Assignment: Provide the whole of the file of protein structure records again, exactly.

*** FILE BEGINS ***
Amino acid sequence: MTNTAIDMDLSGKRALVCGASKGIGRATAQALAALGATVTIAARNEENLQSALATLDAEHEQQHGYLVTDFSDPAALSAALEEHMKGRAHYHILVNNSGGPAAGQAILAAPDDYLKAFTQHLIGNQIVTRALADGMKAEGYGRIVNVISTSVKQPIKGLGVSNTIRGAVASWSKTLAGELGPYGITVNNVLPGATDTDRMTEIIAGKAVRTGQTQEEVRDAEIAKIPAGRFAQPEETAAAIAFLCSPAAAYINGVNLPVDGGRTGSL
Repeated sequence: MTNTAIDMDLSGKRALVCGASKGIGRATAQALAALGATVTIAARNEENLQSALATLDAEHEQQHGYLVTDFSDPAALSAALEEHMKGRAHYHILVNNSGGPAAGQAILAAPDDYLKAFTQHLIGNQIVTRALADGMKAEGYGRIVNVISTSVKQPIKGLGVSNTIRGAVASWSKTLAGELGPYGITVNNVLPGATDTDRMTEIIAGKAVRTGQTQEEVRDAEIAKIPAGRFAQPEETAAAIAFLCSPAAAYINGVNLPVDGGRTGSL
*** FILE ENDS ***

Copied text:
Amino acid sequence: MTNTAIDMDLSGKRALVCGASKGIGRATAQALAALGATVTIAARNEENLQSALATLDAEHEQQHGYLVTDFSDPAALSAALEEHMKGRAHYHILVNNSGGPAAGQAILAAPDDYLKAFTQHLIGNQIVTRALADGMKAEGYGRIVNVISTSVKQPIKGLGVSNTIRGAVASWSKTLAGELGPYGITVNNVLPGATDTDRMTEIIAGKAVRTGQTQEEVRDAEIAKIPAGRFAQPEETAAAIAFLCSPAAAYINGVNLPVDGGRTGSL
Repeated sequence: MTNTAIDMDLSGKRALVCGASKGIGRATAQALAALGATVTIAARNEENLQSALATLDAEHEQQHGYLVTDFSDPAALSAALEEHMKGRAHYHILVNNSGGPAAGQAILAAPDDYLKAFTQHLIGNQIVTRALADGMKAEGYGRIVNVISTSVKQPIKGLGVSNTIRGAVASWSKTLAGELGPYGITVNNVLPGATDTDRMTEIIAGKAVRTGQTQEEVRDAEIAKIPAGRFAQPEETAAAIAFLCSPAAAYINGVNLPVDGGRTGSL